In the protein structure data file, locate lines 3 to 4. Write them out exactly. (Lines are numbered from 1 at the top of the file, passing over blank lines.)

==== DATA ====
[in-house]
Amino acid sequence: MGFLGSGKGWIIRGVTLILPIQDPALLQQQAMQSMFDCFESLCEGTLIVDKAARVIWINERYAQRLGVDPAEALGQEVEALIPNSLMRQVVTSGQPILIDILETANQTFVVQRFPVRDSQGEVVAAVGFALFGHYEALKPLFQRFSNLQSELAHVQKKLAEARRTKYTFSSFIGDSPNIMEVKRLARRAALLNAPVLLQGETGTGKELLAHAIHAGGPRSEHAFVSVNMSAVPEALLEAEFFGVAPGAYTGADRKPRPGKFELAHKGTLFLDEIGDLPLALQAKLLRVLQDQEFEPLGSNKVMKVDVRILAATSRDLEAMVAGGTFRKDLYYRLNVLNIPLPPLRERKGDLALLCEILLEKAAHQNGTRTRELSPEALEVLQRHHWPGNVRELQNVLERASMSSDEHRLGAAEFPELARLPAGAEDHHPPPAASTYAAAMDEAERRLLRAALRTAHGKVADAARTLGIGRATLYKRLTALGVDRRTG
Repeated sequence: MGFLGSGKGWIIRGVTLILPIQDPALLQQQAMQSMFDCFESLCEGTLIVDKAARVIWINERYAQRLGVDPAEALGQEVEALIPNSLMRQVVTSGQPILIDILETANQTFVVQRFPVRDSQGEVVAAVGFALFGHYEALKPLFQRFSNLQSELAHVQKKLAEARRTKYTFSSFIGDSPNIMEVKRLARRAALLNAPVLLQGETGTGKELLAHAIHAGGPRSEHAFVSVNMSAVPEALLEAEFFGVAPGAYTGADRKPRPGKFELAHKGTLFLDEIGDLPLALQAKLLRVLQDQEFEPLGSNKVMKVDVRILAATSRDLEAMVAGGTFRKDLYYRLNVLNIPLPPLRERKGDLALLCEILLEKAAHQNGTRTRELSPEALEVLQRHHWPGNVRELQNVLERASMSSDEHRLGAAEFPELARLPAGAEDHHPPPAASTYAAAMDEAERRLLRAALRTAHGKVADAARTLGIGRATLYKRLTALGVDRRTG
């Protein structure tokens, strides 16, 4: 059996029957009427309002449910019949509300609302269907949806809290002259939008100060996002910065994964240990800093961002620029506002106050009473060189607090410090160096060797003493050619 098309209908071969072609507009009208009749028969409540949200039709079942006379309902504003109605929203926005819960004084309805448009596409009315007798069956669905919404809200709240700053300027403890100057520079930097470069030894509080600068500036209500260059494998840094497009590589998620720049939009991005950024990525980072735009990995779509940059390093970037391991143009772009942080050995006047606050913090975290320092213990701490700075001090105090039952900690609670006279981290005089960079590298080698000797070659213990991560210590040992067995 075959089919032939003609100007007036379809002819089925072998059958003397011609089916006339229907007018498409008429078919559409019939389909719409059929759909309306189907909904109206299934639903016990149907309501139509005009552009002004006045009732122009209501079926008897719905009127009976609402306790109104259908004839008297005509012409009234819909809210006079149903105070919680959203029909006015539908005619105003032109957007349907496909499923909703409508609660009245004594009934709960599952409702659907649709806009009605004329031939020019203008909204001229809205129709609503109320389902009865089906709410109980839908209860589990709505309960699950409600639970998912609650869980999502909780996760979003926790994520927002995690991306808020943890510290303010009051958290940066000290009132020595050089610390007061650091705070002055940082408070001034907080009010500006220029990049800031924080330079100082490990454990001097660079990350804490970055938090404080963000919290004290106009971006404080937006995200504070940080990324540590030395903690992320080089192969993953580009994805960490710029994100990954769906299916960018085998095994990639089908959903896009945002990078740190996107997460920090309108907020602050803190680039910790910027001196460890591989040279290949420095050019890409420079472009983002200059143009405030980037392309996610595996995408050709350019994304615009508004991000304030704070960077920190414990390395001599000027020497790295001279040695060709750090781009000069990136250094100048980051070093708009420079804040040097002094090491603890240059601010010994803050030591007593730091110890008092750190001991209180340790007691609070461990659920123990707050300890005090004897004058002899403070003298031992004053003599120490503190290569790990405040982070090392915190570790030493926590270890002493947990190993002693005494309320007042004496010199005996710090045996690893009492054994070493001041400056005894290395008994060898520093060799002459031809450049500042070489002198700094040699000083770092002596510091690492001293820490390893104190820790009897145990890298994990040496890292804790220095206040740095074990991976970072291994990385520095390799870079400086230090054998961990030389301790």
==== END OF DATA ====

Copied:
Repeated sequence: MGFLGSGKGWIIRGVTLILPIQDPALLQQQAMQSMFDCFESLCEGTLIVDKAARVIWINERYAQRLGVDPAEALGQEVEALIPNSLMRQVVTSGQPILIDILETANQTFVVQRFPVRDSQGEVVAAVGFALFGHYEALKPLFQRFSNLQSELAHVQKKLAEARRTKYTFSSFIGDSPNIMEVKRLARRAALLNAPVLLQGETGTGKELLAHAIHAGGPRSEHAFVSVNMSAVPEALLEAEFFGVAPGAYTGADRKPRPGKFELAHKGTLFLDEIGDLPLALQAKLLRVLQDQEFEPLGSNKVMKVDVRILAATSRDLEAMVAGGTFRKDLYYRLNVLNIPLPPLRERKGDLALLCEILLEKAAHQNGTRTRELSPEALEVLQRHHWPGNVRELQNVLERASMSSDEHRLGAAEFPELARLPAGAEDHHPPPAASTYAAAMDEAERRLLRAALRTAHGKVADAARTLGIGRATLYKRLTALGVDRRTG
């Protein structure tokens, strides 16, 4: 059996029957009427309002449910019949509300609302269907949806809290002259939008100060996002910065994964240990800093961002620029506002106050009473060189607090410090160096060797003493050619 098309209908071969072609507009009208009749028969409540949200039709079942006379309902504003109605929203926005819960004084309805448009596409009315007798069956669905919404809200709240700053300027403890100057520079930097470069030894509080600068500036209500260059494998840094497009590589998620720049939009991005950024990525980072735009990995779509940059390093970037391991143009772009942080050995006047606050913090975290320092213990701490700075001090105090039952900690609670006279981290005089960079590298080698000797070659213990991560210590040992067995 075959089919032939003609100007007036379809002819089925072998059958003397011609089916006339229907007018498409008429078919559409019939389909719409059929759909309306189907909904109206299934639903016990149907309501139509005009552009002004006045009732122009209501079926008897719905009127009976609402306790109104259908004839008297005509012409009234819909809210006079149903105070919680959203029909006015539908005619105003032109957007349907496909499923909703409508609660009245004594009934709960599952409702659907649709806009009605004329031939020019203008909204001229809205129709609503109320389902009865089906709410109980839908209860589990709505309960699950409600639970998912609650869980999502909780996760979003926790994520927002995690991306808020943890510290303010009051958290940066000290009132020595050089610390007061650091705070002055940082408070001034907080009010500006220029990049800031924080330079100082490990454990001097660079990350804490970055938090404080963000919290004290106009971006404080937006995200504070940080990324540590030395903690992320080089192969993953580009994805960490710029994100990954769906299916960018085998095994990639089908959903896009945002990078740190996107997460920090309108907020602050803190680039910790910027001196460890591989040279290949420095050019890409420079472009983002200059143009405030980037392309996610595996995408050709350019994304615009508004991000304030704070960077920190414990390395001599000027020497790295001279040695060709750090781009000069990136250094100048980051070093708009420079804040040097002094090491603890240059601010010994803050030591007593730091110890008092750190001991209180340790007691609070461990659920123990707050300890005090004897004058002899403070003298031992004053003599120490503190290569790990405040982070090392915190570790030493926590270890002493947990190993002693005494309320007042004496010199005996710090045996690893009492054994070493001041400056005894290395008994060898520093060799002459031809450049500042070489002198700094040699000083770092002596510091690492001293820490390893104190820790009897145990890298994990040496890292804790220095206040740095074990991976970072291994990385520095390799870079400086230090054998961990030389301790």